Innisfree Derma Formula Green Tea Probiotics Cream claims to use fermented probiotics derived from green tea, one of the Jeju crops the brand uses most often. But the probiotic ingredient, lactobacillus ferment lysate, is second to last in a relatively long ingredients list.
If you’ve done some work to increase your ingredient awareness, then you know what “second to last on the ingredients list” probably means. The ingredient is most likely present only in a minute concentration — we’re talking probably a fraction of a single percent. That’s not encouraging, considering that some of the more promising studies on topical probiotics used them in concentrations of 5-10%.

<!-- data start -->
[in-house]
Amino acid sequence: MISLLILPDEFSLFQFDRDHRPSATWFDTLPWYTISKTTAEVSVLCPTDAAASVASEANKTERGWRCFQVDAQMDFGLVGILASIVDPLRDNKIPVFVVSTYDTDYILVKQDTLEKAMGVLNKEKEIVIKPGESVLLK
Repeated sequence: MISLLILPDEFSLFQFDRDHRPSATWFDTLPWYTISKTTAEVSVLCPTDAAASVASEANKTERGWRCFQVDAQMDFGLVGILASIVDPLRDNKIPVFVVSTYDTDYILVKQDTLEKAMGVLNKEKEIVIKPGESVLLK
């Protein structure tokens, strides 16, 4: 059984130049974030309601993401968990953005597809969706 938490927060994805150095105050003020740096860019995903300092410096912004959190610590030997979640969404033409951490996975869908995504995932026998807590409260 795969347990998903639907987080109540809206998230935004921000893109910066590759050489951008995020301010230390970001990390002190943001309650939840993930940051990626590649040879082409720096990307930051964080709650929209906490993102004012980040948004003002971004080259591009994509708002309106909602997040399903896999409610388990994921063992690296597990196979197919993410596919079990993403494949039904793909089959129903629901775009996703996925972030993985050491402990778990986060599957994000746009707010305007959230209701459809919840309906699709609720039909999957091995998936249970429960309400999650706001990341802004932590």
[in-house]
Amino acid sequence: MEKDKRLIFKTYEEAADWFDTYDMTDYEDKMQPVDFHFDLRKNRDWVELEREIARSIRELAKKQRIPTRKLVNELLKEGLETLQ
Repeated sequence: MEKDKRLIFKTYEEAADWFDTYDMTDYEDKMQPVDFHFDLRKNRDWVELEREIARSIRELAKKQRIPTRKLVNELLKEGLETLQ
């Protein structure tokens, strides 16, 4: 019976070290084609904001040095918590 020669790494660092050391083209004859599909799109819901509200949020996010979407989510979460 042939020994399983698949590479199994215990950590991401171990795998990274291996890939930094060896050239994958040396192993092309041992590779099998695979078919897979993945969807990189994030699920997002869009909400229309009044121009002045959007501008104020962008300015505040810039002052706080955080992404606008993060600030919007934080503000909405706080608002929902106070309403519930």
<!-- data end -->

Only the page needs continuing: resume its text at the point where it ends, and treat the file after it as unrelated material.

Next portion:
Whatever is in this cream may still do something. It depends on the overall formulation of the product as well as the quality and potency of the lysate, same as with any other extract. For me, the proof is in the results.
The experience & performance
The Green Tea Probiotics Cream is a soft, satiny-feeling (and totally scentless!) cream that leaves a light, smooth emollient film and delivers medium moisture to my normal-ish skin. I found it pleasant to use at night — it holds moisture in well and leaves my skin feeling silky the next day — and not too heavy for day. In fact, during the couple of weeks when my region was being assaulted by the insanely hot and dry Santa Ana winds earlier this fall, I found myself reaching for it often in the mornings. My usual ultra lightweight day moisturizers were failing to keep my face from desiccating by noon.
So as a moisturizer, this cream works nicely. The fact that it doesn’t smell like anything at all is a huge plus to me, and I find the consistency and skinfeel excellent.